Share on facebook
Share on twitter
Share on reddit


“People tell me I have a Transatlantic accent. I have no idea why,” Cyn says as she politely lowers her croissant to avoid eating while talking. Though she hails from outside of Detroit, the rising pop artist’s speaking (and singing) voice is reminiscent of an Old Hollywood film star, her airy vowels floating high above her mass of sandy blonde curls. Most likely, she says, it’s due to her childhood years spent listening to jazz music.

“I grew up listening to vinyl with my grandmother,” Cyn, who was born Cynthia Nabozny, tells me. “She would play Doris Day all the time. And I think that was what I thought singing was from a very early age. So when I’m home alone, or just singing in the shower, I’m singing in a way that, in my opinion, is very 1920s.” 

But being only 26 years old, Cyn’s music inevitably incorporates modern pop influence. Her debut EP, 2019’s Mood Swingopens with a driving drum beat and Cyn speak-singing about her dizzying new life in LA on “I Can’t Believe”. The EP’s first single, “Holy Roller”, an addictive track with a chorus big enough to sweep listeners off their feet, solidified her as a force to be reckoned with.

Her brand of pop caught the attention of pop veteran Katy Perry after Cyn attended the superstar’s California Dreams tour and reached out to Perry’s DJ about her own music. A few years later, Cyn finally linked up with Perry, eventually signing to her record label, Unsub Records. 

What followed was years of songwriting, releasing singles, and even touring alongside Perry, all in preparation to release her first body of work, Mood Swing. The 7-track EP boomerangs between sultry-sweet pop beats to heart-piercing confessionals, which Cyn says is reflective of her personal temperament. “The reason my EP is called Mood Swing is because I’m a hormonal, crazy chick,” she admits. “I go from feeling like the world is ending to ‘Oh my god, the sun!’ and then it’s like ‘I’m bored.’ I go through these cycles and then I write these songs that end up being these swings of my personality.”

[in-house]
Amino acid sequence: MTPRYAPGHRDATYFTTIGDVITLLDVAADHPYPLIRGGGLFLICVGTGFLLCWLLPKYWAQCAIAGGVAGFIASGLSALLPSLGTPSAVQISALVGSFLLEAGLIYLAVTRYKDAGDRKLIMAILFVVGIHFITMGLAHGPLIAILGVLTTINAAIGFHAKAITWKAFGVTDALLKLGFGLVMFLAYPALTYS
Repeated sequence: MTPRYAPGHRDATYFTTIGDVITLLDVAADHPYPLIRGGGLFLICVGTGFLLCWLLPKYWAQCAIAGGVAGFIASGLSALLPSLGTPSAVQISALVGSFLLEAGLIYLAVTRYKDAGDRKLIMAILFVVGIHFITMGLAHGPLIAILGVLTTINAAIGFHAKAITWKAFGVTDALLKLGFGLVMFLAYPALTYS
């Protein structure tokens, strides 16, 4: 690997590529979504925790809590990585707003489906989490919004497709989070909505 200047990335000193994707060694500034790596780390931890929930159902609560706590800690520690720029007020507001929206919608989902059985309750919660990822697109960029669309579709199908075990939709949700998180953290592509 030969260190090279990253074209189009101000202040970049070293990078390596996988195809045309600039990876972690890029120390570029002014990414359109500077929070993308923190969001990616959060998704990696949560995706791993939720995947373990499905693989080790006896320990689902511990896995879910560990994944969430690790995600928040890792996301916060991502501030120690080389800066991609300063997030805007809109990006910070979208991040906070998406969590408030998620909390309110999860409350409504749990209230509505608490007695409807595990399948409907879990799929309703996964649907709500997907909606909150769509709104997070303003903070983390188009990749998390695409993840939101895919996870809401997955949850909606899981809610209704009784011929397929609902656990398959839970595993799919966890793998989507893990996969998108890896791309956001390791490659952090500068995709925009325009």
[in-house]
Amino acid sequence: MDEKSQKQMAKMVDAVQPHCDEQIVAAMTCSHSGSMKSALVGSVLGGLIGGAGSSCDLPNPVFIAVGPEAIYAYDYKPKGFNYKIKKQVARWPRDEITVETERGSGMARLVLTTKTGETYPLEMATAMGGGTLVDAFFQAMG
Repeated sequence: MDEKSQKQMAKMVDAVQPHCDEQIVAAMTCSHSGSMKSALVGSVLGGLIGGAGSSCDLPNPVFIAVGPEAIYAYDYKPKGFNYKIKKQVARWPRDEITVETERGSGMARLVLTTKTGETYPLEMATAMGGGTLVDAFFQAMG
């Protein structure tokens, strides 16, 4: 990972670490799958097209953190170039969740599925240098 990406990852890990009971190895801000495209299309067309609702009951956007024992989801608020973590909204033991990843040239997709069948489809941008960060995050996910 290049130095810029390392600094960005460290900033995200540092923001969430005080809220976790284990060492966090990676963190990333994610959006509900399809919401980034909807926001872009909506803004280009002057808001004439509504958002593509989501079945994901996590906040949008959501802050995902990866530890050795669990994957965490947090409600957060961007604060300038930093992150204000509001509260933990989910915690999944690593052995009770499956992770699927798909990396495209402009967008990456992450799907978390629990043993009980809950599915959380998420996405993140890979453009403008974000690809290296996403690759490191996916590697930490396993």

She’s an undeniably fresh voice in pop, but the thing that strikes me the most about Cyn is that she built this life for herself, despite an upbringing that naturally guided her towards a more traditional path. Cyn felt a deep connection to music early on and continued to pursue it—no matter what life threw at her. Her parents divorced when she was only three years old, leaving her not only with pain and confusion, but two single parents who didn’t necessarily have the time to nurture their child’s musical dreams. Cyn didn’t put up a fight; she went about her life in the Midwest, eventually graduating from DePaul University with a degree in Management Information Systems, writing music in her spare time. 

“I didn’t get into the music school at DePaul,” she says. “I was like, ‘Okay, guess I’ll do business.’ And then a couple years later, they asked to interview me for the school paper about my music.” There isn’t a trace of resentment or arrogance in these statements, but rather, a calm assuredness that music is her life’s calling. 

Now, the year after her debut EP sent shockwaves through the indie-pop scene, Cyn is slowly building her empire. Last week, it was announced she has a song on the soundtrack for Birds of Prey, the new DC film starring Margot Robbie as Harley Quinn. “Lonely Gun”, the rock-leaning track she penned with longtime collaborator Matias Mora, is a different direction for Cyn, once again showing off her range as an artist. Mood Swing’s opening tack “I Can’t Believe” is also being featured on the soundtrack for the highly-anticipated Netflix movie sequel, To All the Boys: P.S. I Still Love You. In 2020, Cyn promises new music that “feel a bit more hip-hop-y”. She’ll also be on tour starting in March, supporting singer-songwriter Sasha Sloan.


Slowly but surely, Cyn is carving out a place for herself in pop, thanks to her unique talents, fresh sound, and sheer tenacity. “This is so cheesy, but something that separates a successful person from a not successful person is how many times you can handle being told no and not even like hearing it,” Cyn says. “I’m still being told that. I don’t care. I know I’m great.”



03/25 – Wonder Ballroom – Portland, OR*

03/27 – Fortune Sound Club – Vancouver, BC*

03/28 – Neptune Theatre – Seattle, WA*

03/30 – The Fillmore – San Francisco, CA*

04/01 – The Greek Station – Salt Lake City, UT*

04/03 – Bluebird Theater – Denver, CO*

04/05 – The Parish – Austin, TX*

04/06 – Trees – Dallas, TX*

04/08 – Lowbrow Palace – El Paso, TX*

04/09 – Crescent Ballroom – Phoenix, AZ*

04/23 – The Moroccan Lounge – Los Angeles, CA





photo / Daniel Batalles and Eleshwa Fahmie

story / Catherine Santino

Close Menu